Jacob Soboroff’s new memoir is a thorough account of how such a cruel policy came to be and how it traumatized hundreds of children and their families.
After a bitterly contested Supreme Court justice confirmation, a midterm election, the release of the Mueller Report, presidential impeachment proceedings, a global pandemic, and a mass uprising for policing reform, the heart-wrenching human rights crisis that unfolded on the southern U.S. border in the spring and summer of 2018 may seem a distant memory to those who did not directly live through it. In Separated: Inside an American Tragedy, NBC News correspondent Jacob Soboroff mines his memories of the forced separation of immigrant children from their families in order to freshen our own, documenting one of the most shameful chapters in modern American history.
The book takes the form of a reporter’s memoir, and operates on one level as a chronicle of how 21st-century journalism works. Soboroff recounts how his coverage of immigration issues that year gradually came to focus on the Trump administration’s policy of family separation, admitting that early in 2018, he was unaware of the issue. Eventually, he would be among the first reporters allowed inside immigrant detention centers in Texas. There, he witnessed firsthand the appalling conditions—overcrowded bunk rooms, chain-link enclosures filled with asylum seekers wrapped in silver mylar blankets—that would bring his reporting international attention. He was among the first observers to call those enclosures “cages.” Despite the protests of at least one high-ranking Border Patrol official and other apologists for the separation policy, he stands by the description.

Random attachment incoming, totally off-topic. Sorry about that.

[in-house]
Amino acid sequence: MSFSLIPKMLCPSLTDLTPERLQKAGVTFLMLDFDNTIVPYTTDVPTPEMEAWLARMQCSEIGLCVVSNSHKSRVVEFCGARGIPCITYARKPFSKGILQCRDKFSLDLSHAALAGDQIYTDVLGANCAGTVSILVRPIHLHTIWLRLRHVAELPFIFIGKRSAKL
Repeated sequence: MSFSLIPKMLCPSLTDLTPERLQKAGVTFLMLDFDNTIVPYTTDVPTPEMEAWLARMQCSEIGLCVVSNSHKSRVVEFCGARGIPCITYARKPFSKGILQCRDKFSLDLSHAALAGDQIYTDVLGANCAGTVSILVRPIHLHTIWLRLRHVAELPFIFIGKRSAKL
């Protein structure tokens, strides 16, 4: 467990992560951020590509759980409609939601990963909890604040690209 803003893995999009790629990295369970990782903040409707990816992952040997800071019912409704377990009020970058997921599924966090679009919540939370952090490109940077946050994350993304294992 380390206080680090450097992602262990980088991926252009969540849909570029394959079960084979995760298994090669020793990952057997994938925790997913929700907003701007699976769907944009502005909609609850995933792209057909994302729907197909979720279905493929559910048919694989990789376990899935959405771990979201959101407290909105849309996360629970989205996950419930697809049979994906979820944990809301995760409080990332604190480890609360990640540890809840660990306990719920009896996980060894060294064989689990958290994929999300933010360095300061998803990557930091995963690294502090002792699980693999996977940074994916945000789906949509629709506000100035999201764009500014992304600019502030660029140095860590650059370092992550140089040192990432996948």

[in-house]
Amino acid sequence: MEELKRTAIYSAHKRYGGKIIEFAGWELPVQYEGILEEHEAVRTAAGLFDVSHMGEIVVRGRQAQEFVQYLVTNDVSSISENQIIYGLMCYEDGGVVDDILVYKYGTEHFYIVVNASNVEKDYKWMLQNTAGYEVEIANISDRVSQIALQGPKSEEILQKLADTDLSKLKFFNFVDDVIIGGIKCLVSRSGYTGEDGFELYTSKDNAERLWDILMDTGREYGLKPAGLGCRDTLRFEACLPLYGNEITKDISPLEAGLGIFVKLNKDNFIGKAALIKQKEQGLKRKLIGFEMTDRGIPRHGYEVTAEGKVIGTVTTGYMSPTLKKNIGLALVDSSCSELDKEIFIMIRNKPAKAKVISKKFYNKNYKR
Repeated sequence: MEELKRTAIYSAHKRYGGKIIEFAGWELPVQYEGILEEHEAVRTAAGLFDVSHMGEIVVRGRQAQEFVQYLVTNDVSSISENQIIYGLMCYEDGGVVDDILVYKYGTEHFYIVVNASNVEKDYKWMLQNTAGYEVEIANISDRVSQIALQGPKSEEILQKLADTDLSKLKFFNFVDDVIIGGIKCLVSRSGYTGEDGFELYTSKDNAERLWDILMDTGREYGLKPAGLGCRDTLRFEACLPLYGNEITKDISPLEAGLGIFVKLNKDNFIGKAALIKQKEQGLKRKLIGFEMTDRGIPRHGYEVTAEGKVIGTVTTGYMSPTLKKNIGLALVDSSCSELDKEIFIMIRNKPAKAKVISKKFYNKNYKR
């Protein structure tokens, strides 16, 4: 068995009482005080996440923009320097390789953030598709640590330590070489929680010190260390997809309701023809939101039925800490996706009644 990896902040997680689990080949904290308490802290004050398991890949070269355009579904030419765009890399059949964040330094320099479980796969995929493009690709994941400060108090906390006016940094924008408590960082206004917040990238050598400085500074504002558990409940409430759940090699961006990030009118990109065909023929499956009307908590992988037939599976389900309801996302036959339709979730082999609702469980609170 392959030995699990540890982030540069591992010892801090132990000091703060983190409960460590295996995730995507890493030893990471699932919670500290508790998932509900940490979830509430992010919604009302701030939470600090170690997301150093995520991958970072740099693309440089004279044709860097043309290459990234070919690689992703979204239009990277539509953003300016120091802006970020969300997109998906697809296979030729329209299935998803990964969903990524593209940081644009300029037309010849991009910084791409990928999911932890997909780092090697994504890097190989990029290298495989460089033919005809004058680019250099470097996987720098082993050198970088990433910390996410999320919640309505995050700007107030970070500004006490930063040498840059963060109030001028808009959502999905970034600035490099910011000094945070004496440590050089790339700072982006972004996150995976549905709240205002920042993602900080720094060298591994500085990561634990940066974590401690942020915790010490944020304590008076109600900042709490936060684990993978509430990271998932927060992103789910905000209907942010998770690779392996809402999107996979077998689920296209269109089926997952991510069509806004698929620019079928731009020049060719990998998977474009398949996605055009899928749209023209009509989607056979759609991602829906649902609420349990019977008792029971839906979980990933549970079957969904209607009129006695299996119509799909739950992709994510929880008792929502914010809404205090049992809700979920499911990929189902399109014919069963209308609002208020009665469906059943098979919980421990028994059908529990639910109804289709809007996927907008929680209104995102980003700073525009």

But Soboroff does not hold himself forth as any kind of journalistic hero. He gives full credit to other reporters, such as the Houston Chronicle’s Lomi Kriel and the New York Times’ Caitlin Dickerson, for breaking the family separation story, providing him leads to follow. He admits errors in his reporting and confesses that the horror he felt about the situation led him to offer characterizations that many would consider breaches of journalistic objectivity. The book’s personal frame, including Soboroff imagining being separated from his own young son, serves as a reminder that journalists are only human.